Quick approval and access to funds: Since there’s no credit check, it only takes a few minutes for lenders to review your application and vehicle. Once approved, you can receive funds almost immediately, or within a couple of days.
Easier to qualify for than other financial products: Car title loans are easier to qualify for than other type of loans because your car is used as collateral for your loan, and you can drive your car the entire time you are paying back the loan.
Potential debt trap: The CFPB says more than half of auto title loans become debt burdens on borrowers. This means that borrowers continue to take out new loans to repay the old ones, carrying on a cycle of debt they can’t get out of. It’s harmful and dangerous, keeping you in debt for months after you’ve initially borrowed.
High interest rates and fees: APRs for title loans can be as much as 300%, due to interest rates, finance charges and other fees. These charges add up, only hurting your financial obligations more.
Short repayment terms: Title loans typically require repayment within 15 to 30 days. Compare this to traditional loans, which typically have repayment terms of six months to three years, depending on how much you borrow. A 15- to 30-day repayment period doesn’t always give you enough time to find the funds to repay the loan you borrowed, plus the high APR.
You could lose assets: Car title loans can put you in a horrible position: continue to rack up a huge debt burden or hand over your car. Stay on top of your payments to avoid the potential burdens title loans can bring.
What are some Alternatives to a Title Loan?
Payday alternative loans (PALs): PALs are small-dollar loans offered by federal credit unions (not all credit unions are federal). They’re similar to title loans, but don’t require collateral. These loans offer small amounts but have friendlier repayment terms, like making affordable monthly payments over the course of a few months. However, you must be a member of a credit union to get a payday alternative loan.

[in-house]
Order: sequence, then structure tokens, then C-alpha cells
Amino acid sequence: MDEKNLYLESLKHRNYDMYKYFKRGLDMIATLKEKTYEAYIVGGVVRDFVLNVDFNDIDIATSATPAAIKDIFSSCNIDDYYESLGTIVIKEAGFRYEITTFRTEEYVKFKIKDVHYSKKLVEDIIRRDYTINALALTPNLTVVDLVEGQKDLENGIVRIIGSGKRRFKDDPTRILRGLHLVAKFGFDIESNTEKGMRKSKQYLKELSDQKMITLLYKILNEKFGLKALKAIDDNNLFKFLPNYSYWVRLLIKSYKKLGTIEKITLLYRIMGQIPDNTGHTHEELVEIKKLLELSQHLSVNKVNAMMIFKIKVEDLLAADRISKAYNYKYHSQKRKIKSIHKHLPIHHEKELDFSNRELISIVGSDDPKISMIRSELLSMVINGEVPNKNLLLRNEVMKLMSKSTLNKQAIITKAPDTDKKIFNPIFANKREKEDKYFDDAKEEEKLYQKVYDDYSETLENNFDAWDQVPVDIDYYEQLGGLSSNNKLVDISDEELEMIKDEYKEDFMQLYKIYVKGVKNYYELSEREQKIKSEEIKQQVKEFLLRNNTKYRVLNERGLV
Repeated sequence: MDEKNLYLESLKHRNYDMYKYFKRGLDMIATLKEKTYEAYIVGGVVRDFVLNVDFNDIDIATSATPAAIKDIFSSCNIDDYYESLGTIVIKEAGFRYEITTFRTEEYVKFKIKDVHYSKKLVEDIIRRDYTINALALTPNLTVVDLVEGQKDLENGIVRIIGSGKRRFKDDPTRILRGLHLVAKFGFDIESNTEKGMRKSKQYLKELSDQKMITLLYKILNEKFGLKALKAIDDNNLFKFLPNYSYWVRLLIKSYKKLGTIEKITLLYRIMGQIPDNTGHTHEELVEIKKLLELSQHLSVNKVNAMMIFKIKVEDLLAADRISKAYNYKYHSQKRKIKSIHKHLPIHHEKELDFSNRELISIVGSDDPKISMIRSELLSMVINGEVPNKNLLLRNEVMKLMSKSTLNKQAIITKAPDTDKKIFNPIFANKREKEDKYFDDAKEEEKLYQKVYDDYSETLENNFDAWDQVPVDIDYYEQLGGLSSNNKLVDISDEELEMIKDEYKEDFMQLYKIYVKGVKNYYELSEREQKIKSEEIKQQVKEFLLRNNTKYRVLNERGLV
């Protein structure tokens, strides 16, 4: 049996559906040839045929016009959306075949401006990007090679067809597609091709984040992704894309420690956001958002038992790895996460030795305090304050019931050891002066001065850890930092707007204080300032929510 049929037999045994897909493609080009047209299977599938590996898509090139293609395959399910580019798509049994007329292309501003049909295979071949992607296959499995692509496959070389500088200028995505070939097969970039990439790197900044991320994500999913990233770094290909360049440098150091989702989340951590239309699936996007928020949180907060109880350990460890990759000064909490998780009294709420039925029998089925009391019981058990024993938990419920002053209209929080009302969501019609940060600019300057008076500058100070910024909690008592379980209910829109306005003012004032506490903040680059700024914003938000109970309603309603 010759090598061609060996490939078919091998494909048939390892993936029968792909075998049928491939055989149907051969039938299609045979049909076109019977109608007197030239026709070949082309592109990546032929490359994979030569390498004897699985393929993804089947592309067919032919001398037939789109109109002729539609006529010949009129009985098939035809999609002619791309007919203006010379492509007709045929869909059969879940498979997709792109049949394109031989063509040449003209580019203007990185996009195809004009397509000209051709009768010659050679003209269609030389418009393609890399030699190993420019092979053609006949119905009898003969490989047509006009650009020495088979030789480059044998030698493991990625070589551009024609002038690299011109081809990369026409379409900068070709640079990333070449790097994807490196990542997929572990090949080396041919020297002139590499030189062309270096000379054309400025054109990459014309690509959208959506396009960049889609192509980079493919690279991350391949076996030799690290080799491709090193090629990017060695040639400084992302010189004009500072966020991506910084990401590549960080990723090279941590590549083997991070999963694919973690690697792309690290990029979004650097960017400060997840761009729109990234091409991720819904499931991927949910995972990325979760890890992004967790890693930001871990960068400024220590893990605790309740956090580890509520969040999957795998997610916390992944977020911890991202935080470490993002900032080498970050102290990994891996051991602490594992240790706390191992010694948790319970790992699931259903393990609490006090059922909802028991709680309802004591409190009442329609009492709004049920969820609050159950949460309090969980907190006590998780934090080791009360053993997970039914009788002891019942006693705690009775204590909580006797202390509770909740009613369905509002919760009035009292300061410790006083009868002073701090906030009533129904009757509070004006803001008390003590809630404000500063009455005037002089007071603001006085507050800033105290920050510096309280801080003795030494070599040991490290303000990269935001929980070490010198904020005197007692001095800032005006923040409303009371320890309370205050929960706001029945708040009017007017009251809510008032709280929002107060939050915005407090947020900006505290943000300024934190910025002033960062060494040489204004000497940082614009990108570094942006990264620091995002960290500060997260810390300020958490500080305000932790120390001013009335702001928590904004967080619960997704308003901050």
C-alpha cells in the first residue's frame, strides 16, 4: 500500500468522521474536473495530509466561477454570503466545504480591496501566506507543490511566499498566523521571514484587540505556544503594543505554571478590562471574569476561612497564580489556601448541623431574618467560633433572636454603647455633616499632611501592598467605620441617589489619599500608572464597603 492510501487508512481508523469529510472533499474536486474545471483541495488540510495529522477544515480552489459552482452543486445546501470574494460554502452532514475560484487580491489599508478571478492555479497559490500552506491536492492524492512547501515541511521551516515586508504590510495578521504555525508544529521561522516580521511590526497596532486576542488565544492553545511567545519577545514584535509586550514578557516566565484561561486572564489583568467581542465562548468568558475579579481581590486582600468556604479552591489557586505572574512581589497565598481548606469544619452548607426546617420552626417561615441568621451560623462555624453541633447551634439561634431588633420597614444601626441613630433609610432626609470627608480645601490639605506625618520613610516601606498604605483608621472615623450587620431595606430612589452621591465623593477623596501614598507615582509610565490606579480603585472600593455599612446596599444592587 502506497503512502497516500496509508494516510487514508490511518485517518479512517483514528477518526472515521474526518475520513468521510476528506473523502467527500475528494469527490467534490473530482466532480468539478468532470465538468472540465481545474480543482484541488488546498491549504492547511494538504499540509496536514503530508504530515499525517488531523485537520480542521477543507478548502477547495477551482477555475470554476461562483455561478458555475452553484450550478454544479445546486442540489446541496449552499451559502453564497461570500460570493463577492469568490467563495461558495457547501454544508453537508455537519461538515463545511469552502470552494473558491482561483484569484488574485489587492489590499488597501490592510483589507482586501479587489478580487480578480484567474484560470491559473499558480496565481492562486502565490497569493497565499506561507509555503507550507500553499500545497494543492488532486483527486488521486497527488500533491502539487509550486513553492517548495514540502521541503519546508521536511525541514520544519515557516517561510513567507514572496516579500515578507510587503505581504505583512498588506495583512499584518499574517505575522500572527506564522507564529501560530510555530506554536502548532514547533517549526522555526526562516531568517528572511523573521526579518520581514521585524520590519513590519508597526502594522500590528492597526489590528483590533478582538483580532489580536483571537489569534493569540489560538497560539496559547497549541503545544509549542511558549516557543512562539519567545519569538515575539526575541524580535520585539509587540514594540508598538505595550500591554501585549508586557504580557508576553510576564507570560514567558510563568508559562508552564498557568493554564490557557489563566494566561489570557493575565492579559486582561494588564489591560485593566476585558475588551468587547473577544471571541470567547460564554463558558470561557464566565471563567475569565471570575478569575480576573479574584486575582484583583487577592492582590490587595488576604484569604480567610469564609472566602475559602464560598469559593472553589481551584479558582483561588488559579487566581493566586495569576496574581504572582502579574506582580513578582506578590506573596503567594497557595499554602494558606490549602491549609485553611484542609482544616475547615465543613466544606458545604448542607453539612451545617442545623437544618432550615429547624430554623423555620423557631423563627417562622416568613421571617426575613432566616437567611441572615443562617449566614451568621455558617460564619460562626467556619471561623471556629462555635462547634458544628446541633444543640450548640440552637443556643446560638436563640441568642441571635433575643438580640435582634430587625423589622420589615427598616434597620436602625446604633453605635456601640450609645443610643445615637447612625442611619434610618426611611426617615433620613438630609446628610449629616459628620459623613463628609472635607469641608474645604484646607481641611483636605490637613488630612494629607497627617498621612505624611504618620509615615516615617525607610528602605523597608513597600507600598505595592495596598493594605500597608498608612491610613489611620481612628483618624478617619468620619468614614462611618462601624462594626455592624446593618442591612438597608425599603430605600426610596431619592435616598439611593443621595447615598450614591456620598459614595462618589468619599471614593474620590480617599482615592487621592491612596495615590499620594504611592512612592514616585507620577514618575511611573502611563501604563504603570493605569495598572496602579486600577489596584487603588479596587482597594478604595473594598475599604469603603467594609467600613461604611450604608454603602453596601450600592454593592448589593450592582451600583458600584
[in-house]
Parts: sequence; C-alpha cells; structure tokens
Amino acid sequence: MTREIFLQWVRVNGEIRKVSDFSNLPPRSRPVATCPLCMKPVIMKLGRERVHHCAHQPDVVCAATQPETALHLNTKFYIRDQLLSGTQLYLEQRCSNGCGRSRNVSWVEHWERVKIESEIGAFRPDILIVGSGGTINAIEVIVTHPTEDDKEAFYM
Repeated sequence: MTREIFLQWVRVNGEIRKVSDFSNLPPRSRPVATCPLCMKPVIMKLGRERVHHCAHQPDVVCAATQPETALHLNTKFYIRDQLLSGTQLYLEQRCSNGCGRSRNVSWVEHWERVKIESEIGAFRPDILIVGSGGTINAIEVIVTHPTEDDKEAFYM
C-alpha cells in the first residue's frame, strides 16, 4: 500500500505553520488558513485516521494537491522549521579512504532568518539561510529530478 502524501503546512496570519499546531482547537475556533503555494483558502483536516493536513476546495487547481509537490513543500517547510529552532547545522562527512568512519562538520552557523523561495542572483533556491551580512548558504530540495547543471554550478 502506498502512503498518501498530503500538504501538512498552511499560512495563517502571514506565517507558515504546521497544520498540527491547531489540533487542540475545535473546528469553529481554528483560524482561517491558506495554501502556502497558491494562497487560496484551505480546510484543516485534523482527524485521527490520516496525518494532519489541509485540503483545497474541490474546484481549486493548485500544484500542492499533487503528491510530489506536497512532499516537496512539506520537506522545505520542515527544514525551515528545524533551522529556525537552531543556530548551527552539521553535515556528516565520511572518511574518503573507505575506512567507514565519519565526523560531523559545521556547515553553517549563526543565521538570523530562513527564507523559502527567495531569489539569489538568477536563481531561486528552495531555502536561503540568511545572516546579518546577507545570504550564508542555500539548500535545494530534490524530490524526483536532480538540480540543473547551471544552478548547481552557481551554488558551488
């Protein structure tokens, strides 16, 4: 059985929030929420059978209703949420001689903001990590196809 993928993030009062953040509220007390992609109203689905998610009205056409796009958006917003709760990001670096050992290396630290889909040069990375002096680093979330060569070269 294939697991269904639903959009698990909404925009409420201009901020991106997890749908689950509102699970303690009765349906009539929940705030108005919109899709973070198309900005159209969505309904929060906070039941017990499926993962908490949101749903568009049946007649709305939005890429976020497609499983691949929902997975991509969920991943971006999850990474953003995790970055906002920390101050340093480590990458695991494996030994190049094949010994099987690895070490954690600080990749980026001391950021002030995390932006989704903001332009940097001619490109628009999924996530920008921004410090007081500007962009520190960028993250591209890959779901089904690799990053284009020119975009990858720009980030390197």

Personal loans: These usually are unsecured loans you can take out from a bank, credit union or online lender. You can use them for nearly anything you need and many offer fund disbursement as soon as the same day you’re approved. Even with poor credit, you might qualify for a personal loan.
Credit Cards: When you apply for a credit card, you’re approved up to a certain credit limit, which you can use on an as-needed basis. You’re expected to repay your balance typically every 30 days, and you can reuse your available limit as you repay it. Any unpaid balances will begin to accrue interest; however, credit cards have much lower interest than title loans.
Friends and Family: Ask around your circle if you can borrow a little bit of cash to avoid falling into a title loan trap. Your loved ones aren’t likely to impose harsh interest rates the same way payday and title loan companies do. They’re also friendly enough to work on a repayment schedule that’s good for both of you.
Should I Get a Title Loan?
Title loans provide fast access to cash, but they can create serious problems for borrowers. The average borrower will pay more in fees than the amount they borrow, and 20% of borrowers have their cars repossessed for nonpayment. Before getting a car title loan, explore other options that can help you get the money you need.